In pre-Covid England, early childhood education and care (ECEC) was already in a state of uncertainty. A maelstrom of structural conditions and an onslaught of initiatives had manifested as proposed changes to the curriculum, intensified assessment, diminished funding and an erosion of infrastructure. This was coupled with a policy silence on workforce education. Although the trajectories of these developments remain unclear, educators will have a pivotal role in both informing policymaking and making policies work. This, in turn, evokes fundamental questions about the roles and professional identities of early educators, and their professional autonomy.
My recent doctoral research sought to understand how ECEC workforce policy reforms (2006–2018) have impacted on the professional identity construction of educators, and particularly how qualifications and occupational standards might ‘delimit’ sanctioned versions of professional identities. I was also keen to understand how educators responded to this and how any resistance or activism was enacted. In doing so I sought to ‘turn up the volume on inaudible voices’ (Clough & Nutbrown, 2012, p.6) and counter the dominance of policy discourses with educator narratives.
My policy analysis uncovered the prevalence of discourses of neoliberalism including governmentality, responsibilisation, performativity and marketisation which shaped the ‘official’ subjectivities of educators.
Data gathered through professional life story interviews and an online focus groups revealed compelling narratives of educators stepping up and pushing back on these institutional limitations. Many of these stories reflected the tensions of living and working ‘in between’ structural demands and educators’ desires for professional autonomy. Such pressures were articulated as feeling conflicted, finding compromise, negotiating/qualifying/mediating and subverting/disrupting.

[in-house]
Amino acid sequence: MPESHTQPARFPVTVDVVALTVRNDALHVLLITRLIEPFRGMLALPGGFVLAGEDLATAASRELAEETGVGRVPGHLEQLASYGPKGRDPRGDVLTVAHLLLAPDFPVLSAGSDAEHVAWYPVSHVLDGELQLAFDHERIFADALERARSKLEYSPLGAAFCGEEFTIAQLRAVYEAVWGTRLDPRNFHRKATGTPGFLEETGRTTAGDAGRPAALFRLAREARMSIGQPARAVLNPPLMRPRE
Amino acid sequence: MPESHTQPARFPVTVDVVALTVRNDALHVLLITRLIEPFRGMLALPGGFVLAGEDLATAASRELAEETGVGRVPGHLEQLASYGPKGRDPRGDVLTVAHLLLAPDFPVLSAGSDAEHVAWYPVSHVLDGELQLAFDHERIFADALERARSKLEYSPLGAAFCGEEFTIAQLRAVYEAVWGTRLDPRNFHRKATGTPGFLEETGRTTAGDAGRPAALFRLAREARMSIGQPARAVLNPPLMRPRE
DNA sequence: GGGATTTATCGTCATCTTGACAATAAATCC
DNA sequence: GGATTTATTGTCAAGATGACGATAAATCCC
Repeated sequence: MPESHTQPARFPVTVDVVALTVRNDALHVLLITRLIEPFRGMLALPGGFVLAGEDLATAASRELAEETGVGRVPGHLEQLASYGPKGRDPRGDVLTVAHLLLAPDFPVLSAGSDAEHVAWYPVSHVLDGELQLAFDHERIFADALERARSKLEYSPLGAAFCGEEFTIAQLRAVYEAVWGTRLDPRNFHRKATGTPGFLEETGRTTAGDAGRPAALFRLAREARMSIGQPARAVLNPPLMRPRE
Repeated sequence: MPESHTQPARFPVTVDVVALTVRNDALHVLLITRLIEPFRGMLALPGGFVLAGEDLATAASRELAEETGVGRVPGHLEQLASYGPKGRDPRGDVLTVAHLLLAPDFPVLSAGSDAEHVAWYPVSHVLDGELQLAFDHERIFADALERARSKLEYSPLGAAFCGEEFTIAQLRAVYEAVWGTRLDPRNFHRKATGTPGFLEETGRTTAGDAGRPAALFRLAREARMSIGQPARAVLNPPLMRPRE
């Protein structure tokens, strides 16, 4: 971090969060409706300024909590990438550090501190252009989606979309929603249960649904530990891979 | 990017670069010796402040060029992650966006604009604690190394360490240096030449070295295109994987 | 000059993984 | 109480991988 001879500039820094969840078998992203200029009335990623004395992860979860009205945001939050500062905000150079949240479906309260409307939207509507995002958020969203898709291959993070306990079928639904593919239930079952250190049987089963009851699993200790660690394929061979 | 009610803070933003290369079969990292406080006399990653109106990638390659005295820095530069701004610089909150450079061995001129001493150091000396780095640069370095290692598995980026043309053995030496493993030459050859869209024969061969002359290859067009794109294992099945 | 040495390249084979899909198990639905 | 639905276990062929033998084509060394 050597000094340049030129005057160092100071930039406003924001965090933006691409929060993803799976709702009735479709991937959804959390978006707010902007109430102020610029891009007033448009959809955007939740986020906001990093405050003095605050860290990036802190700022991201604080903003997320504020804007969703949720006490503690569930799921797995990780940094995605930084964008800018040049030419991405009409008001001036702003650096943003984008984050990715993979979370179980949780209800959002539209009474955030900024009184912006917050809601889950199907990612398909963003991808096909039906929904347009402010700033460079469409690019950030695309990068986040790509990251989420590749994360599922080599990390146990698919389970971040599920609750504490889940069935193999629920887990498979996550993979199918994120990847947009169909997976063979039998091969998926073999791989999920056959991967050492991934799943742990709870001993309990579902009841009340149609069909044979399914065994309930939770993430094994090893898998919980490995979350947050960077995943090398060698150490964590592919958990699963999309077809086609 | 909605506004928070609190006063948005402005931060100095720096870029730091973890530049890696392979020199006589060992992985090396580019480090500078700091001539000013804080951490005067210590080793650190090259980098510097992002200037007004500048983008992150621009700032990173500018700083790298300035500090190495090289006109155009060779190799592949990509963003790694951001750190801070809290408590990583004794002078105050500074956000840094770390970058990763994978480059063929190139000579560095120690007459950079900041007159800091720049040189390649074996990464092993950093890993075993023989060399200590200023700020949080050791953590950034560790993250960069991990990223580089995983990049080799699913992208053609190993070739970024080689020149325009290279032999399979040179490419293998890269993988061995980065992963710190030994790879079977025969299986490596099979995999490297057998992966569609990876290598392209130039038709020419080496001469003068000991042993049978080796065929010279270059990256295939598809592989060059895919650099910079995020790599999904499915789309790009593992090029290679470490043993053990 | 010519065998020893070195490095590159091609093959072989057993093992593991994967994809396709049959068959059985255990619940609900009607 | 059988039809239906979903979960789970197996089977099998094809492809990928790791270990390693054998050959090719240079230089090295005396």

‘References in educators’ stories to operating “under the radar”, “daily disruption” and even to “quiet activism” illustrated complex and subversive responses to discursive policy manoeuvres.’
Nonetheless, there were multiple and diverse examples of resistance and activism. While some participants were involved in what might be framed as conventional forms of collective activism (such as demonstrations and petition signing) many others engaged in individual and low-key actions. References in educators’ stories to operating ‘under the radar’, ‘daily disruption’ and even to ‘quiet activism’ illustrated complex and subversive responses to discursive policy manoeuvres. This suggests a more expansive reading of activism is needed in relation to professional identities and autonomy in ECEC. Several examples from the data invite a redefinition of activism.
‘We need to reclaim the vocabulary of play. Call it play, that’s what it is, let’s celebrate it for what it truly is. I think this is part of the problem, as adults we don’t value play, we see it but can’t interpret it.’
One nursery teacher developed what they called a ‘subversive curriculum’ managing to comply with external obligations on phonics and maths teaching but then ‘getting back to play’. Their commitment to this alternative discourse also included aspirations beyond their own alternative curriculum for a wider reclamation of the concept of play in early childhood education:
Another early educator decided to write to nursery parents about the forthcoming reception baseline assessment stating, ‘It’s not inevitable; you don’t have to put your child through it.’ In this way they deployed critical awareness and micro-level activism to challenge the status quo on proposed summative assessment changes.
Analysis of these examples, and others from the study, complicate previous understandings of activism as loud, visible and collective. Rather, the actions of study participants generated new readings of activism as often micro level, but importantly as embedded (Martin, Hanson, & Fontaine, 2007), relational (O’Shaughnessy & Kennedy, 2010) and compassionate (Dove & Fisher, 2019).
Many of the structural constraints and demands on early educators are exacerbated by the current post-Covid uncertainties. Given this reality and the extent and nature of ‘push back’, the hope and resilience of educators appears to be tested further (Archer 2019). Storying the resistance and activism of early educators (however these manifest) is an important mode of responding to these demands. Now, more than ever, the voices and stories from the frontline need to be heard.